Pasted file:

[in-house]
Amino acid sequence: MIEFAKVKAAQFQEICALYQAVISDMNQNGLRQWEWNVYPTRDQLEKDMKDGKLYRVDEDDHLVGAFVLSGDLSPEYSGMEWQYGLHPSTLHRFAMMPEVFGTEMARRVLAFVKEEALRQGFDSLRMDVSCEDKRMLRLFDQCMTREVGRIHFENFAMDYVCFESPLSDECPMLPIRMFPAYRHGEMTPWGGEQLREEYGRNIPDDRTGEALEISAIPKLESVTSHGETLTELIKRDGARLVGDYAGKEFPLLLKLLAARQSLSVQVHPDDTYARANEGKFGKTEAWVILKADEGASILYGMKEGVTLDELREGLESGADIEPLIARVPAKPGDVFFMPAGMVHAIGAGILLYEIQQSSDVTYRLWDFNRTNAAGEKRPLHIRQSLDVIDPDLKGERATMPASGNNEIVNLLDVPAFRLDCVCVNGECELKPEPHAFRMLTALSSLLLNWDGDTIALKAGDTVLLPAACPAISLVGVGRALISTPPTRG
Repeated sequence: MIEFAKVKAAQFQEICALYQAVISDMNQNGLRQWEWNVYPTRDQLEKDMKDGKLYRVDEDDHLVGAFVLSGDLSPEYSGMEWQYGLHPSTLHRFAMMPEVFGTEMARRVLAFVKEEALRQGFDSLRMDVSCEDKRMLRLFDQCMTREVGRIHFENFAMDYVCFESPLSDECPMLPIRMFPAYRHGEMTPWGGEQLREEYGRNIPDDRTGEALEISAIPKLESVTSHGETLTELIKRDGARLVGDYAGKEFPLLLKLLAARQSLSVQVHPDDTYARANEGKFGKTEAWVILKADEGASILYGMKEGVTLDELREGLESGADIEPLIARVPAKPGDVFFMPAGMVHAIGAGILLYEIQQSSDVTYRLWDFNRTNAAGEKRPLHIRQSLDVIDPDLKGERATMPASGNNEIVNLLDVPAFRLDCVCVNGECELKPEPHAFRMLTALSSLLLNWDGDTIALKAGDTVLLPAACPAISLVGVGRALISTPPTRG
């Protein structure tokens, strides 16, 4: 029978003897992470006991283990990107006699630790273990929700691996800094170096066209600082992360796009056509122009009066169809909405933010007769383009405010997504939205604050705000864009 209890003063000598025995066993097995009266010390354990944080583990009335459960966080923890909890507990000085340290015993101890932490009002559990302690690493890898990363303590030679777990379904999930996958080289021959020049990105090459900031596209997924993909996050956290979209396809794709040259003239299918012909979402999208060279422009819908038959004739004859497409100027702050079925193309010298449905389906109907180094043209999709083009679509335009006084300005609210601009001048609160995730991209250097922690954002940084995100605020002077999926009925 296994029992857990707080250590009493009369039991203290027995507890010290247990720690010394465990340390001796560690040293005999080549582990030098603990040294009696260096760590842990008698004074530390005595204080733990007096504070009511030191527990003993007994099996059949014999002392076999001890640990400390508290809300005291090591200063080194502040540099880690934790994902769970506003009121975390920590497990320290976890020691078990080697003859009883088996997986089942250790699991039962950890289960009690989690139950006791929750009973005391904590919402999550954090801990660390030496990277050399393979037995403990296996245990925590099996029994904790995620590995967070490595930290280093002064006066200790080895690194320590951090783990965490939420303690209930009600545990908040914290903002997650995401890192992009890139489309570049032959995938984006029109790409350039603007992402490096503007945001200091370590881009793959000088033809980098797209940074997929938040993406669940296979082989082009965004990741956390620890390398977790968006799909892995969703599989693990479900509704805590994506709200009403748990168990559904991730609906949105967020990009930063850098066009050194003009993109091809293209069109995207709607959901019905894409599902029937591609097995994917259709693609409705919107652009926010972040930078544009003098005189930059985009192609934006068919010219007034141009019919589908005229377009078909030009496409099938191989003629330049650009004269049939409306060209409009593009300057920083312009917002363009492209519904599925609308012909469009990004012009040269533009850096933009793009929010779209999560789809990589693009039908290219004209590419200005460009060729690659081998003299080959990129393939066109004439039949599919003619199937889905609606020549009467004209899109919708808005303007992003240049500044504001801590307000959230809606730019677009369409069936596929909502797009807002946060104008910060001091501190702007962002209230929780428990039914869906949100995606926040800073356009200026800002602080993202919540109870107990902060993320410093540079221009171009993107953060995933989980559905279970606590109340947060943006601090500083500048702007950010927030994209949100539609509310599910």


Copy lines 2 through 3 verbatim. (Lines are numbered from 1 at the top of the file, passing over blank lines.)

Amino acid sequence: MIEFAKVKAAQFQEICALYQAVISDMNQNGLRQWEWNVYPTRDQLEKDMKDGKLYRVDEDDHLVGAFVLSGDLSPEYSGMEWQYGLHPSTLHRFAMMPEVFGTEMARRVLAFVKEEALRQGFDSLRMDVSCEDKRMLRLFDQCMTREVGRIHFENFAMDYVCFESPLSDECPMLPIRMFPAYRHGEMTPWGGEQLREEYGRNIPDDRTGEALEISAIPKLESVTSHGETLTELIKRDGARLVGDYAGKEFPLLLKLLAARQSLSVQVHPDDTYARANEGKFGKTEAWVILKADEGASILYGMKEGVTLDELREGLESGADIEPLIARVPAKPGDVFFMPAGMVHAIGAGILLYEIQQSSDVTYRLWDFNRTNAAGEKRPLHIRQSLDVIDPDLKGERATMPASGNNEIVNLLDVPAFRLDCVCVNGECELKPEPHAFRMLTALSSLLLNWDGDTIALKAGDTVLLPAACPAISLVGVGRALISTPPTRG
Repeated sequence: MIEFAKVKAAQFQEICALYQAVISDMNQNGLRQWEWNVYPTRDQLEKDMKDGKLYRVDEDDHLVGAFVLSGDLSPEYSGMEWQYGLHPSTLHRFAMMPEVFGTEMARRVLAFVKEEALRQGFDSLRMDVSCEDKRMLRLFDQCMTREVGRIHFENFAMDYVCFESPLSDECPMLPIRMFPAYRHGEMTPWGGEQLREEYGRNIPDDRTGEALEISAIPKLESVTSHGETLTELIKRDGARLVGDYAGKEFPLLLKLLAARQSLSVQVHPDDTYARANEGKFGKTEAWVILKADEGASILYGMKEGVTLDELREGLESGADIEPLIARVPAKPGDVFFMPAGMVHAIGAGILLYEIQQSSDVTYRLWDFNRTNAAGEKRPLHIRQSLDVIDPDLKGERATMPASGNNEIVNLLDVPAFRLDCVCVNGECELKPEPHAFRMLTALSSLLLNWDGDTIALKAGDTVLLPAACPAISLVGVGRALISTPPTRG